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Dettaglio pubblicazione

2017, IEEE TRANSACTIONS ON COMPUTERS, Pages 631-646 (volume: 66)

Exact Response Time Analysis for Fixed Priority Memory-Processor Co-Scheduling (01a Articolo in rivista)

Melani Alessandra, Bertogna Marko, Davis Robert I., Bonifaci Vincenzo, Marchetti Spaccamela Alberto, Buttazzo Giorgio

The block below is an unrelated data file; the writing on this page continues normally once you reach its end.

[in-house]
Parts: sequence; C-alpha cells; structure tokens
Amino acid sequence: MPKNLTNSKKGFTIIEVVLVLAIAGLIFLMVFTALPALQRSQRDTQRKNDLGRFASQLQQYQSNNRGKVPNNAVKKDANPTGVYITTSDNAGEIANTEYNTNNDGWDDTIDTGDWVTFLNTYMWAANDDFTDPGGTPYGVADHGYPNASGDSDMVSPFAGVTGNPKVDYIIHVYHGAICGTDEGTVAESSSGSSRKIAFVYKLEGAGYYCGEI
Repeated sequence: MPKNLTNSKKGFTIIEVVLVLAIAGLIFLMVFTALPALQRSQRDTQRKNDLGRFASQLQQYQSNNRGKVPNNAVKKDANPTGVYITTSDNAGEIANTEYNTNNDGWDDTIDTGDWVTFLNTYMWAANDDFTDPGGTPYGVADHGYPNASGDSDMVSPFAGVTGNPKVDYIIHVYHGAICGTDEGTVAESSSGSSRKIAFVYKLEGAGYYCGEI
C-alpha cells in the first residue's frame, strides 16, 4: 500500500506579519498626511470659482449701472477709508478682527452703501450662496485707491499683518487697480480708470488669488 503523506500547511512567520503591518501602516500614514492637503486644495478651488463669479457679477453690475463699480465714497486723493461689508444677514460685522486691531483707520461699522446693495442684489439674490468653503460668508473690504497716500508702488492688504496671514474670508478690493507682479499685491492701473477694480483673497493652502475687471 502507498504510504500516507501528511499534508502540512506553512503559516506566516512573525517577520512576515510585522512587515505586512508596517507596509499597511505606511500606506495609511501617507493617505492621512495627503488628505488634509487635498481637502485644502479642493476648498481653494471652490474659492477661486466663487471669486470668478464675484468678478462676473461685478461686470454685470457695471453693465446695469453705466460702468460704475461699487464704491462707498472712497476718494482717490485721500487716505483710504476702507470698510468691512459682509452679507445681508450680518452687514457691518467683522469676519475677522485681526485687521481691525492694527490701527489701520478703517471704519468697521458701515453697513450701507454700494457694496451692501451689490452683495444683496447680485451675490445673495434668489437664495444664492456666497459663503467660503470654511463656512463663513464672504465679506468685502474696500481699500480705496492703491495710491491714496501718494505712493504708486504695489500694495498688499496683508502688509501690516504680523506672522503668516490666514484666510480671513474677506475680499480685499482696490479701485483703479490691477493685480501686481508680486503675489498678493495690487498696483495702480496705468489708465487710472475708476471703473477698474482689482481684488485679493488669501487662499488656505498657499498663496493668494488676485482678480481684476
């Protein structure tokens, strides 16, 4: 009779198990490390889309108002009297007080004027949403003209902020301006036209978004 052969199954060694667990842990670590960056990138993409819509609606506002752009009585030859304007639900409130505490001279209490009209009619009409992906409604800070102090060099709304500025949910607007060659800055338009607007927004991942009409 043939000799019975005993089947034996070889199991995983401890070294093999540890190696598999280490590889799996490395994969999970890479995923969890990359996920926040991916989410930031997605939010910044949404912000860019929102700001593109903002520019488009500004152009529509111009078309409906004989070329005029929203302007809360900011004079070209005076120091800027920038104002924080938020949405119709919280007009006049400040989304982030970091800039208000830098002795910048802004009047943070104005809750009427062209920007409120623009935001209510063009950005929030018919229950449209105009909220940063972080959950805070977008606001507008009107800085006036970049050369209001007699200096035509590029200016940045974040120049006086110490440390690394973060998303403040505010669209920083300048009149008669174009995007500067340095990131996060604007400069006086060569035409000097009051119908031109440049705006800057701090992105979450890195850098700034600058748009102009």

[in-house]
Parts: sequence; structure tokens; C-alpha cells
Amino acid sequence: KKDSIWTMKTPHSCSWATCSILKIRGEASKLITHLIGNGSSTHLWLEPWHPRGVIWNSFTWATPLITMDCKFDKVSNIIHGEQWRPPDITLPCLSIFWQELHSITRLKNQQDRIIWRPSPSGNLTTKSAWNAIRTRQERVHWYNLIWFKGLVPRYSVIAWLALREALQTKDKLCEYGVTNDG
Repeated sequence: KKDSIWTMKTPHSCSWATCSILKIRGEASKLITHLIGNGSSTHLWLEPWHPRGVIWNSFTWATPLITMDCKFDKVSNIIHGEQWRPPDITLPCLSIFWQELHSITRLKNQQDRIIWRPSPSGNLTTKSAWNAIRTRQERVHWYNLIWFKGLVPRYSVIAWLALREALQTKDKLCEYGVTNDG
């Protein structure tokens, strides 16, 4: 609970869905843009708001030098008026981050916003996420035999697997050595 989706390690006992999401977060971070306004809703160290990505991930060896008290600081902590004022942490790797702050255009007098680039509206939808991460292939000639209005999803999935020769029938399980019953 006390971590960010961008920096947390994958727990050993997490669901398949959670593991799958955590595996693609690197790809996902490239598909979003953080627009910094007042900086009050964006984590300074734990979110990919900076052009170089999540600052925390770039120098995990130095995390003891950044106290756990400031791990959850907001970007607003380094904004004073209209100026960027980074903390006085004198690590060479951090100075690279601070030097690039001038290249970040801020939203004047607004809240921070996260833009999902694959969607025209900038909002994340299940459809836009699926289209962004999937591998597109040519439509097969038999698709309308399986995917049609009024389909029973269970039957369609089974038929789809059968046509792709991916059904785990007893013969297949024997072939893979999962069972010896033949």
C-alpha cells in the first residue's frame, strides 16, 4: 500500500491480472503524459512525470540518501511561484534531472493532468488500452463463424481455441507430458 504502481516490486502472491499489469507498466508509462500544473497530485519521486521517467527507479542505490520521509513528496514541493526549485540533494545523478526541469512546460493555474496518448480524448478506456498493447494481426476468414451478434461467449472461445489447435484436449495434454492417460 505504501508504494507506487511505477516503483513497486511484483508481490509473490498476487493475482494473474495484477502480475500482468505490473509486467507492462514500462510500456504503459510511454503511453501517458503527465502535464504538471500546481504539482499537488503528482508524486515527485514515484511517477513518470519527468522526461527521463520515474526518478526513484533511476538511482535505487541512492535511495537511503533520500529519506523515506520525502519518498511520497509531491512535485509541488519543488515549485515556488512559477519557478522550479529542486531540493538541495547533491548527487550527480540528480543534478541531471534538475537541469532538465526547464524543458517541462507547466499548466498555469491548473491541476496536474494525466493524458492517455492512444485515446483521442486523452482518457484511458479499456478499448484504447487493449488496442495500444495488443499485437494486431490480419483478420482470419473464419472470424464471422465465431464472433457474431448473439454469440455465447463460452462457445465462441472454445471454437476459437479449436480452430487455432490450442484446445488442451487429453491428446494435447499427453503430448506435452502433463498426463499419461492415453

Recent technological advances have led to an increasing gap between memory and processor performance, since memory bandwidth is progressing at a much slower pace than processor bandwidth. Pre-fetching techniques are traditionally used to bridge this gap and achieve high processor utilization while tolerating high memory latencies. Following this trend, new computational models have been proposed to split task execution in two consecutive phases: a memory phase in which the required instructions and data are pre-fetched to local memory (M-phase), and an execution phase in which the task is executed with no memory contention (C-phase). Decoupling memory and execution phases not only simplifies the timing analysis, but also allows a more efficient (and predictable) pipelining of memory and execution phases through proper co-scheduling algorithms. This paper takes a further step towards the design of smart co-scheduling algorithms for sporadic real-time tasks complying with the memory-computation (M/C) model, by proposing a theoretical framework aimed at tightly characterizing the schedulability improvement obtainable with the adopted M/C task model on single-core systems. In particular, a critical instant is identified for M/C tasks scheduled with fixed priority and an exact response time analysis with pseudo-polynomial complexity is provided. Then, we investigate the problem of priority assignment for M/C tasks, showing that a necessary condition to achieve optimality is to allow different priorities for the two phases. Our experiments show that the proposed techniques provide a significant schedulability improvement with respect to classic execution models, placing an important building block towards the design of more efficient partitioned multi-core systems.
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